Jeroen Tromp’s geophysics group at Princeton University is using of one of science’s most powerful supercomputers to map underground plate tectonic activities with real earthquake waves and their artificially created reverse echoes.
It’s “a way of doing a CAT scan of the Earth,” he says. “We want to understand how the planet we live on works as a heat engine. And this type of imaging helps.”
Tromp, Princeton’s Blair Professor of geology and professor of applied and computational mathematics, is working with three co-investigators and 210 million processor hours on Oak Ridge National Laboratory’s Titan supercomputer on what’s called “full waveform inversion on a global scale.” The computer hours have come from the U.S. Department of Energy’s INCITE (Innovative and Novel Computational Impact on Theory and Experiment) program since 2015.
Using waves from 250 earthquakes as recorded by several thousand seismographic stations worldwide, the researchers have produced “a first-generation model based on this idea,” Tromp says. The group’s recent Geophysical Journal International paper reveals this work-to-date in simulation-generated images of magma plumes, hotspots, subduction zones and fault lines.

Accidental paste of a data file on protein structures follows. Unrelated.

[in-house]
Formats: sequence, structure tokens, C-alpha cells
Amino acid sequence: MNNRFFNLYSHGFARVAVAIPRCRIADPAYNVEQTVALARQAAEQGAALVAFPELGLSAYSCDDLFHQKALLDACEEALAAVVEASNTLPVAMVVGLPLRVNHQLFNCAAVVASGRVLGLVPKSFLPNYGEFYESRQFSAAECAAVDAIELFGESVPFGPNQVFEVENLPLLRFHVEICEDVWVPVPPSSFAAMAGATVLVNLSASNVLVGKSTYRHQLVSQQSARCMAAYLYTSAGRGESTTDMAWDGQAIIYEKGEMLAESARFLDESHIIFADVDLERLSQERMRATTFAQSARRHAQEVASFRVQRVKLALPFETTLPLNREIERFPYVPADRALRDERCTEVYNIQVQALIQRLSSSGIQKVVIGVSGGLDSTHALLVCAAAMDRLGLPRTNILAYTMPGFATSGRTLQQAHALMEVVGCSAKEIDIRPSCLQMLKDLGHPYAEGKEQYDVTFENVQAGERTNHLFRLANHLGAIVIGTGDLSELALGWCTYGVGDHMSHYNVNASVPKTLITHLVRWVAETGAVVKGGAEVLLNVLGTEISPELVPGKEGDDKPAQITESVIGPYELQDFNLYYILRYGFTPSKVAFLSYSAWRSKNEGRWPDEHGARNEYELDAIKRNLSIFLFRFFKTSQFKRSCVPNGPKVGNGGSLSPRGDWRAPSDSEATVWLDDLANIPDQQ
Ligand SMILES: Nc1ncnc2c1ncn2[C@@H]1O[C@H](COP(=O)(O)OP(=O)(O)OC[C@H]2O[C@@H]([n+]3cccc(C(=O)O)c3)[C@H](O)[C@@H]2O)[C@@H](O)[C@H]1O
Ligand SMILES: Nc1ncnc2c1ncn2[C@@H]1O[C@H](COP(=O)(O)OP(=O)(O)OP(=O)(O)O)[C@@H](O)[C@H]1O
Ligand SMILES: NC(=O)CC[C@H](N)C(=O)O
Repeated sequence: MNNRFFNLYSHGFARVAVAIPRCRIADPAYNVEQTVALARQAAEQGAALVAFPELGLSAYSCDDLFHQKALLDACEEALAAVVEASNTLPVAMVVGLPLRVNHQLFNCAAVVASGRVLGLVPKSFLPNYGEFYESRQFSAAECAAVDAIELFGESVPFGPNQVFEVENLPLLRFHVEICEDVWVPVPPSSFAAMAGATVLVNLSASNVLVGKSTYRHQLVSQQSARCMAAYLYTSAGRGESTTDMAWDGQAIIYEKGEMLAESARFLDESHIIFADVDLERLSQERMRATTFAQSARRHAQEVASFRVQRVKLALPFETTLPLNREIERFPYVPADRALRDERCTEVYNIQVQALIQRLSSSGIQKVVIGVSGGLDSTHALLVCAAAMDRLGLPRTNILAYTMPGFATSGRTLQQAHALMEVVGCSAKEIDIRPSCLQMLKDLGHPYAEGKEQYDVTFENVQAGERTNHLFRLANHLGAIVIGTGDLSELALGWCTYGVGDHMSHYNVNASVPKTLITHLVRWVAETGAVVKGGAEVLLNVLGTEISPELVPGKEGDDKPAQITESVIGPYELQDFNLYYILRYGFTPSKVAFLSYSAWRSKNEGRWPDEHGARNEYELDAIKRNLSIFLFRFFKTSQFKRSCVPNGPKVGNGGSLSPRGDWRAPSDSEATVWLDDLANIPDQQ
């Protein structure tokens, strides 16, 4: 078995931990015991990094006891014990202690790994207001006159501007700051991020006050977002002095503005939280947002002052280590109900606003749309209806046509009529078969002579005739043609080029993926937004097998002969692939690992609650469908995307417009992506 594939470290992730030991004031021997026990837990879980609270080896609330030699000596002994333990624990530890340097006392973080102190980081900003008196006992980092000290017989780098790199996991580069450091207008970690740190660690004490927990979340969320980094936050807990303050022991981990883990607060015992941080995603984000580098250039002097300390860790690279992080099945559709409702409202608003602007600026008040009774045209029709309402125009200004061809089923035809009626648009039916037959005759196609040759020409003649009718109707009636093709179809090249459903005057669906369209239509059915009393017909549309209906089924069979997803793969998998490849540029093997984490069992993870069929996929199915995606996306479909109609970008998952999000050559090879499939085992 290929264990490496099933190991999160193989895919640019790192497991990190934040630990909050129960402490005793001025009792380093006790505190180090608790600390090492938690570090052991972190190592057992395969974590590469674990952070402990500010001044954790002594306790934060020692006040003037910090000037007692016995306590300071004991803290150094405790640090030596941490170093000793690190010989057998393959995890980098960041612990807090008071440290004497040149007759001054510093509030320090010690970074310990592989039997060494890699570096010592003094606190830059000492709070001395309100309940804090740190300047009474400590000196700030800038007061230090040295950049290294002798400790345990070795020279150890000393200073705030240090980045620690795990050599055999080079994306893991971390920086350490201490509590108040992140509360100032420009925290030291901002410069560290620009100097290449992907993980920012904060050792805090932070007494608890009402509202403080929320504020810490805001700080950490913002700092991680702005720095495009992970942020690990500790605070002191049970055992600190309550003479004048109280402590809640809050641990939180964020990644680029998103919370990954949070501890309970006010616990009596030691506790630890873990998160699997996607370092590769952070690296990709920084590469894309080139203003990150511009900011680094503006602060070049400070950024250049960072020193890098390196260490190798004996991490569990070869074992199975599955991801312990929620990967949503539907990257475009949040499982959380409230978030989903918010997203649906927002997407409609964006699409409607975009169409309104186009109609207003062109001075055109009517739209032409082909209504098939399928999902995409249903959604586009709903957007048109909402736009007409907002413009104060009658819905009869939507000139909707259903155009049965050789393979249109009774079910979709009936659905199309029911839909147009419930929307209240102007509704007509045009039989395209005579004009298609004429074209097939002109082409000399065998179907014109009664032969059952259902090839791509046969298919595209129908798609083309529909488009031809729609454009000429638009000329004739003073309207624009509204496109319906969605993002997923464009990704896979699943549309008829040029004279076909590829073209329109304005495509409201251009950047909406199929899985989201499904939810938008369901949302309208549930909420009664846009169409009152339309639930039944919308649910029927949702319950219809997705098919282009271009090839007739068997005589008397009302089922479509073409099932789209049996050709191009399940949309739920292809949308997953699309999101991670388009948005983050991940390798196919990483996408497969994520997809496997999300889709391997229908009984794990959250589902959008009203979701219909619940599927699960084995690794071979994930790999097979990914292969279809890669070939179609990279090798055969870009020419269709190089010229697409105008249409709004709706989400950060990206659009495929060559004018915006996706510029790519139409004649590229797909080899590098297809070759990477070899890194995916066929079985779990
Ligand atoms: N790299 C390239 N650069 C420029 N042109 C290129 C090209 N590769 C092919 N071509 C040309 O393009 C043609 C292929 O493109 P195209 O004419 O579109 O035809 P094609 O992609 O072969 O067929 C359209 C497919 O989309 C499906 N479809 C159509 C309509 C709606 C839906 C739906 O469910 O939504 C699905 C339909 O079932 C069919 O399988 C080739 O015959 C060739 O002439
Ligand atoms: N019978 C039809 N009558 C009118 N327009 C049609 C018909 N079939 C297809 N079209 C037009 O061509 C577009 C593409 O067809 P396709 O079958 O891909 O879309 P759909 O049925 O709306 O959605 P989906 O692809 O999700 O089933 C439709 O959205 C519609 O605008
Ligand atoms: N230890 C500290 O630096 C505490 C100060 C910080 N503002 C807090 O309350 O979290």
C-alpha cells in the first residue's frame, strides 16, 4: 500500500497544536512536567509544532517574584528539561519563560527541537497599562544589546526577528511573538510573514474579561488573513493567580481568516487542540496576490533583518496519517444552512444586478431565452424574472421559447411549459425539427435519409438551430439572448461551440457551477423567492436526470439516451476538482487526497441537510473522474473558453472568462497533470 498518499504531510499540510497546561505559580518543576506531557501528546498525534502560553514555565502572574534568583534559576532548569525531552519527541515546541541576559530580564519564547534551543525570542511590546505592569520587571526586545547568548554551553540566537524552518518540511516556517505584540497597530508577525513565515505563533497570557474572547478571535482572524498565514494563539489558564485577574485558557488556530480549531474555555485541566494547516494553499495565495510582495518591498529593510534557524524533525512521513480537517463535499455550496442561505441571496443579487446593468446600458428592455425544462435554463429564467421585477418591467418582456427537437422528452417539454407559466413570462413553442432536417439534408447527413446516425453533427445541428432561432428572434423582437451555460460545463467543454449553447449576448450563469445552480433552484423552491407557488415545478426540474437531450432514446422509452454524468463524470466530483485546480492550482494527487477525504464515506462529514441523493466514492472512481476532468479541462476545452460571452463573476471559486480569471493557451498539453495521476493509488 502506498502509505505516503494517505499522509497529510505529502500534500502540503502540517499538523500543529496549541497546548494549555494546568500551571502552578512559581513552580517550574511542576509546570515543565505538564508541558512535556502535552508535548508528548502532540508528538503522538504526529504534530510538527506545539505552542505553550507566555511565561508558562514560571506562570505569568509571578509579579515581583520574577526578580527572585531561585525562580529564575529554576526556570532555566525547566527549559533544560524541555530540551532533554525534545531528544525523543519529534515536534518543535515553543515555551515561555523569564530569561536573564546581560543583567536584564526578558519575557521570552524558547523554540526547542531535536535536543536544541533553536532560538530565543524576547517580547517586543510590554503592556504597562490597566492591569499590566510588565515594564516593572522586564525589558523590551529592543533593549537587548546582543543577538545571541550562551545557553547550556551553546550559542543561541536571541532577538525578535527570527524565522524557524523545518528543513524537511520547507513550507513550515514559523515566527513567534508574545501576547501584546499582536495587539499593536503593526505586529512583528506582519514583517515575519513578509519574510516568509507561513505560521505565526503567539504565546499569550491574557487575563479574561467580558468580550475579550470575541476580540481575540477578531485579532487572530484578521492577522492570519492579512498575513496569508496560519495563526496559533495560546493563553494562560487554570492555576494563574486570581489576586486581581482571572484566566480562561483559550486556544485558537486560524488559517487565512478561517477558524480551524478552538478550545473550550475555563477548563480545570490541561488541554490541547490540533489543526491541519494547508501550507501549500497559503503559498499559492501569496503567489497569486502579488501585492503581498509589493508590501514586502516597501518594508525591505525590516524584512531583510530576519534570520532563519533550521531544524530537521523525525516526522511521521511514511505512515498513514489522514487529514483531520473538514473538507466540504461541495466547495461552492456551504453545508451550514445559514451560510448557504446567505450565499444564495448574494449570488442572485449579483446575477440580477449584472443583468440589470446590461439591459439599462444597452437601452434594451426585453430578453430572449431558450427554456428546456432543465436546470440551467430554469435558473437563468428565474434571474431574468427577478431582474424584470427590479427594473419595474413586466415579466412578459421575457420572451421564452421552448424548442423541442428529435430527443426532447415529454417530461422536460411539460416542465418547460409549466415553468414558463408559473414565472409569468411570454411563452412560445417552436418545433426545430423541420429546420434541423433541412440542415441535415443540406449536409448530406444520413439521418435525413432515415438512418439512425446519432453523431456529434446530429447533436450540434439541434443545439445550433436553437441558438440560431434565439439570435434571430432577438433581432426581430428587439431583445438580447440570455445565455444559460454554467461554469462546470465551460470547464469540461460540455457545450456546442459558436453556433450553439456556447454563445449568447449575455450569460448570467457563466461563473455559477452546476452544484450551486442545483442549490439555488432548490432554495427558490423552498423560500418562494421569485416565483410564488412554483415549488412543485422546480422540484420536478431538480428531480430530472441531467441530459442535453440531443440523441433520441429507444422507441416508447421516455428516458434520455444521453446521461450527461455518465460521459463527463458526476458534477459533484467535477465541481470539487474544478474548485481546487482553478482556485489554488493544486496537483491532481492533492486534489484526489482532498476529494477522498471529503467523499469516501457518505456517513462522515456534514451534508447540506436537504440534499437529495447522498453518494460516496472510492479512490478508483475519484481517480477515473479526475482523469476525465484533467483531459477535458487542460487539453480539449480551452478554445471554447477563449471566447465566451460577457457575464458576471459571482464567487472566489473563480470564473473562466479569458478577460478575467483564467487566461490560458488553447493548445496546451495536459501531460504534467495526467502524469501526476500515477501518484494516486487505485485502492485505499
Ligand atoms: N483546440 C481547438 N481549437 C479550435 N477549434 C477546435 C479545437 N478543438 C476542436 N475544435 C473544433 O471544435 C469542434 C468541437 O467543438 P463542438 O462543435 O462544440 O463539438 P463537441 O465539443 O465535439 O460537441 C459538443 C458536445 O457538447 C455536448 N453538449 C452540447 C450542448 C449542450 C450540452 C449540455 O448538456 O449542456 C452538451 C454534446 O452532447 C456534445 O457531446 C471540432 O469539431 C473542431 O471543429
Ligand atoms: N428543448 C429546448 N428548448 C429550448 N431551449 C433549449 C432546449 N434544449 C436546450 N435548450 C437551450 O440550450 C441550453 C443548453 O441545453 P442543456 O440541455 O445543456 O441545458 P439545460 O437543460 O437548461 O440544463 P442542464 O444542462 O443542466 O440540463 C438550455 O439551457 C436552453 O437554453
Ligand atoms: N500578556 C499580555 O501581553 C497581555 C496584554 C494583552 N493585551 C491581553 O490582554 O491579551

The simulations capture key features of plate tectonics, the theory describing how blocks of Earth’s crust get shoved around and are recycled or destroyed as molten magma creates mountains and new seafloor – all driven by heat from Earth’s underlying core and mantle.
This paper is “the best work we’ve done thus far in this field,” he says. “The goal now is to scale this up.”
Tromp says the idea of waveform inversion in geophysics, a nonlinear way to fill in what’s missing from seismic data maps, was developed in the mid-1980s. But “it is only now that we have both the software and computational resources that these kinds of approaches have finally become feasible.”
Waves move slower through warmer materials than they do through cooler ones.
Beginning in the early 2000s, when he was a professor at the California Institute of Technology, Tromp began using the technique his team employs today, known as the adjoint state method. The method lets modelers combine seismic waves from real earthquakes with imaginary waves created in computers – fake echoes that trace how the original signals would be reflected and refracted if they could be time-reversed. This adds extra details analogous to how a computed tomography (CT) scanner increases anatomical feedback when the instrument shoots X-rays in all directions.
Tailored software modeling makes all this work, and Princeton has developed its own special adjoint code, called SPECFEM3D, over several years, Tromp says. “It’s an open-source software package that simulates three-dimensional seismic wave propagation basically on all scales, from ultrasonic waves all the way to the long-period surface waves generated by the largest earthquakes.”